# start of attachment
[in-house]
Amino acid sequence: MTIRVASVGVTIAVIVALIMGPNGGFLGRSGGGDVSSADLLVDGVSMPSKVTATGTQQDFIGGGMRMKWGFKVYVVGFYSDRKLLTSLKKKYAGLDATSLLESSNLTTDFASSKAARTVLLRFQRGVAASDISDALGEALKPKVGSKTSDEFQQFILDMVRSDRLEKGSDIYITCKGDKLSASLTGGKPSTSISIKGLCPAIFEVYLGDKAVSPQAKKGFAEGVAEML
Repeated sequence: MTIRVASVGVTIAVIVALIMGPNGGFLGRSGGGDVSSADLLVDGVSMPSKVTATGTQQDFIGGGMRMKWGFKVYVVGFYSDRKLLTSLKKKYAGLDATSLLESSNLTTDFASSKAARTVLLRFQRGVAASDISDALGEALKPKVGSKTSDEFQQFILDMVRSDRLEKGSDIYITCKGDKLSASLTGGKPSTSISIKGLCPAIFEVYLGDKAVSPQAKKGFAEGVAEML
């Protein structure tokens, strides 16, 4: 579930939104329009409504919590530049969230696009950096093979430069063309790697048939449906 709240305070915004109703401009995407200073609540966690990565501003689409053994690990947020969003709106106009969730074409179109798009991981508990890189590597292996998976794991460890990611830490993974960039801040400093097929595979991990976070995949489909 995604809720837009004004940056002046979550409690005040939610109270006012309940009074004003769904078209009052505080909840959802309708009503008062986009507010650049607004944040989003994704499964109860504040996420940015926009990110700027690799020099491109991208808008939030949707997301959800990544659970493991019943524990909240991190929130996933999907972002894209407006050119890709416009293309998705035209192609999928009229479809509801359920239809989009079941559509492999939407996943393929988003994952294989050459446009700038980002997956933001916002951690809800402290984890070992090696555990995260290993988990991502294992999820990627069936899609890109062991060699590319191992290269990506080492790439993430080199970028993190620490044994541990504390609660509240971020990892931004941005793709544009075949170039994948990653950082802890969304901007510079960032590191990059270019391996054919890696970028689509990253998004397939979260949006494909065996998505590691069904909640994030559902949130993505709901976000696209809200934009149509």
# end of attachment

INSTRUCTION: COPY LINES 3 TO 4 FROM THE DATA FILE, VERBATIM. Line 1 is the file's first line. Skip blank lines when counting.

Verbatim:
Repeated sequence: MTIRVASVGVTIAVIVALIMGPNGGFLGRSGGGDVSSADLLVDGVSMPSKVTATGTQQDFIGGGMRMKWGFKVYVVGFYSDRKLLTSLKKKYAGLDATSLLESSNLTTDFASSKAARTVLLRFQRGVAASDISDALGEALKPKVGSKTSDEFQQFILDMVRSDRLEKGSDIYITCKGDKLSASLTGGKPSTSISIKGLCPAIFEVYLGDKAVSPQAKKGFAEGVAEML
């Protein structure tokens, strides 16, 4: 579930939104329009409504919590530049969230696009950096093979430069063309790697048939449906 709240305070915004109703401009995407200073609540966690990565501003689409053994690990947020969003709106106009969730074409179109798009991981508990890189590597292996998976794991460890990611830490993974960039801040400093097929595979991990976070995949489909 995604809720837009004004940056002046979550409690005040939610109270006012309940009074004003769904078209009052505080909840959802309708009503008062986009507010650049607004944040989003994704499964109860504040996420940015926009990110700027690799020099491109991208808008939030949707997301959800990544659970493991019943524990909240991190929130996933999907972002894209407006050119890709416009293309998705035209192609999928009229479809509801359920239809989009079941559509492999939407996943393929988003994952294989050459446009700038980002997956933001916002951690809800402290984890070992090696555990995260290993988990991502294992999820990627069936899609890109062991060699590319191992290269990506080492790439993430080199970028993190620490044994541990504390609660509240971020990892931004941005793709544009075949170039994948990653950082802890969304901007510079960032590191990059270019391996054919890696970028689509990253998004397939979260949006494909065996998505590691069904909640994030559902949130993505709901976000696209809200934009149509």